Peace process

MPs urge Israel to work with Palestinian Authority

By Leon Symons, February 18, 2010

Israel's best chance for peace is to work with the current leaders of the Palestinian Authority, according to the leader of a group of MPs which has just visited the region.

Mike Gapes, chairman of the Commons Foreign Affairs Select Committee, led nine of its 14 MPs from all parties on the four-day trip.

He said on their return: "I believe Israel should recognise that Salam Fayyad and Abu Mazen are the best hope they've got for peace. They are committed to a two-state solution and Israel should respond positively."


Media monitor says FT blames Israel

By Simon Rocker, February 4, 2010

The Financial Times believes Israel is largely responsible for the failure to achieve peace with the Palestinians, according to the media analysis group Just Journalism.

The paper regards Israel’s settlement building as the main obstacle.

At the same time, it downplays other factors such as Palestinian terrorism, disunity between Fatah and Hamas and Palestinian failure to recognise Israel as a Jewish status, Just Journalism says, in a report based on examination of 121 editorials about the Middle East in the FT in 2009.


Israel will lose out if US gives up on Middle East

By Uri Dromi, January 28, 2010

There was some sense of relief and even hidden smiles in Jerusalem following President Obama’s confession that his hope to achieve Middle East peace was exaggerated.

This reminded me of a saying attributed to former PM Yitzhak Shamir: “A day in which nothing happened is a good day”. He meant that Israel should neither initiate nor give anything, because, according to another one of his legendary sayings, “The Arabs are the same Arabs and the sea is the same sea”.


Peace talks on hold as Obama admits failure

By Anshel Pfeffer, January 28, 2010

Senior Israeli officials have acknowledged that the chances of a resumption of high-level talks between Israel and the Palestinian Authority in the near future are very slim.

US envoy George Mitchell, who made yet another trip to the region this week, also played down expectations.


How the Talmud can be a road map to peace

By Daniel Reisel, November 19, 2009

‘Two are holding a garment,” begins the Talmud in tractate Baba Metzia. Each claims they found it. “One says, kulo sheli — all of it belongs to me. The other says, kulo sheli — all of it belongs to me.”

The first chapter of Baba Metzia presents a well-known scenario. Two people claim an object. The nature of the dispute is such that the original ownership cannot be established. Both claims are emotional, exclusive and absolute.


Abbas resignation 'could kill peace plan'

By Ben Lynfield, November 12, 2009

Palestinian President Mahmoud Abbas (right) has been deluged with requests from foreign heads of state to reconsider his decision not to seek another term in his office, while his own people seem indifferent.

Mr Abbas said last week that he “does not wish” to run in the January 24 elections, blaming Israel’s expansion of settlements, the US “favouring” the Israeli position and Hamas foiling national reconciliation efforts.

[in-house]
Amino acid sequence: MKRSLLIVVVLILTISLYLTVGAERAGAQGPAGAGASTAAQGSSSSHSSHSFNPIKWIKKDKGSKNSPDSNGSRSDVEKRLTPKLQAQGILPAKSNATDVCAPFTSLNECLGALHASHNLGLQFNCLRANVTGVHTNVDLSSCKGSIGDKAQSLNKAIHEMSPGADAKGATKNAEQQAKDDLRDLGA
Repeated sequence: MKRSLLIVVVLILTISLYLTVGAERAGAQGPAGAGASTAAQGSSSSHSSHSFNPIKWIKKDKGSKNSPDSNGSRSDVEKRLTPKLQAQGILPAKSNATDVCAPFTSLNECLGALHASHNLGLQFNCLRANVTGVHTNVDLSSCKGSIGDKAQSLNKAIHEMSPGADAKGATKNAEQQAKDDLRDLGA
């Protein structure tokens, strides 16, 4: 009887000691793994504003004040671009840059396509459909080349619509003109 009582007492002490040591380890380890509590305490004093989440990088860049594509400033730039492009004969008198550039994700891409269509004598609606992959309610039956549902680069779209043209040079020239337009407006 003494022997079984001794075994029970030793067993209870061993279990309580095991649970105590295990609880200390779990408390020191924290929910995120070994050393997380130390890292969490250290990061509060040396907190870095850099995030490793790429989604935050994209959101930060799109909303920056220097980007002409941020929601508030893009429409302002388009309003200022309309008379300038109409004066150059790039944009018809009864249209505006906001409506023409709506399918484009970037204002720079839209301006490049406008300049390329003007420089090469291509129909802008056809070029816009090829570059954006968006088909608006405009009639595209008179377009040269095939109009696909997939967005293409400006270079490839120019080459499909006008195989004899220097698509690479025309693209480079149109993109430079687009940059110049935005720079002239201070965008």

It was not immediately clear if the step was anything more than a ploy to muster American pressure on Israel.


Danny Ayalon booed during LSE talk

By Marcus Dysch, November 5, 2009

Israeli Deputy Foreign Minister Danny Ayalon gave a lecture at LSE during a trip to Britain last week.

Speaking on the topic “The situation in the Middle East: The view from Israel”, he told around 300 students that both Israel and the Palestinians hope to achieve reconciliation.

Security for Israel, he said, would be recognised with sovereignty and economic prosperity for Palestinians.

The event was interrupted several times by students who shouted at Mr Ayalon. After the lecture he took part in a question and answer session.


Analysis: The president blames everyone but himself

By Shmuel Rosner, September 24, 2009

So now we know that both the Israelis and Palestinians are to blame.

“It’s time to show the flexibility, common sense and compromise which is necessary to achieve our goals,” President Obama preached to Israeli Prime Minister Binyamin Netanyahu and Palestinian President Mahmoud Abbas this week.

His great achievement of the evening: the handshake. More than a decade-and-a-half after Yitzhak Rabin, reluctantly, shook the hands of Palestinian leader Yasser Arafat at the White House, Mr Netanyahu and Mr Abbas were also shaking hands for the first time.


Analysis: Obama could not make peace alone

By Anshel Pfeffer, September 24, 2009

Binyamin Netanyahu has accomplished a remarkable feat. He travelled to the US, met the president at a highly publicised summit, upset the leader of the free world, returned home empty-handed — and is still not facing a public outcry.

A similar dispute with the Americans ultimately brought down the Shamir government in 1992. Later premiers never dared openly confront the US.

Barack Obama’s displeasure was barely disguised and no amount of spin can gloss over the failure of the three-way summit. But Mr Netanyahu, at least for now, is getting away with it.


Peacenik's fear over Israel

By Simon Rocker, September 3, 2009

One of Israel’s leading peace activists has denied that he and others in the peace movement, who have criticised Israel openly, had contributed to the atmosphere in which it was being demonised as an apartheid state.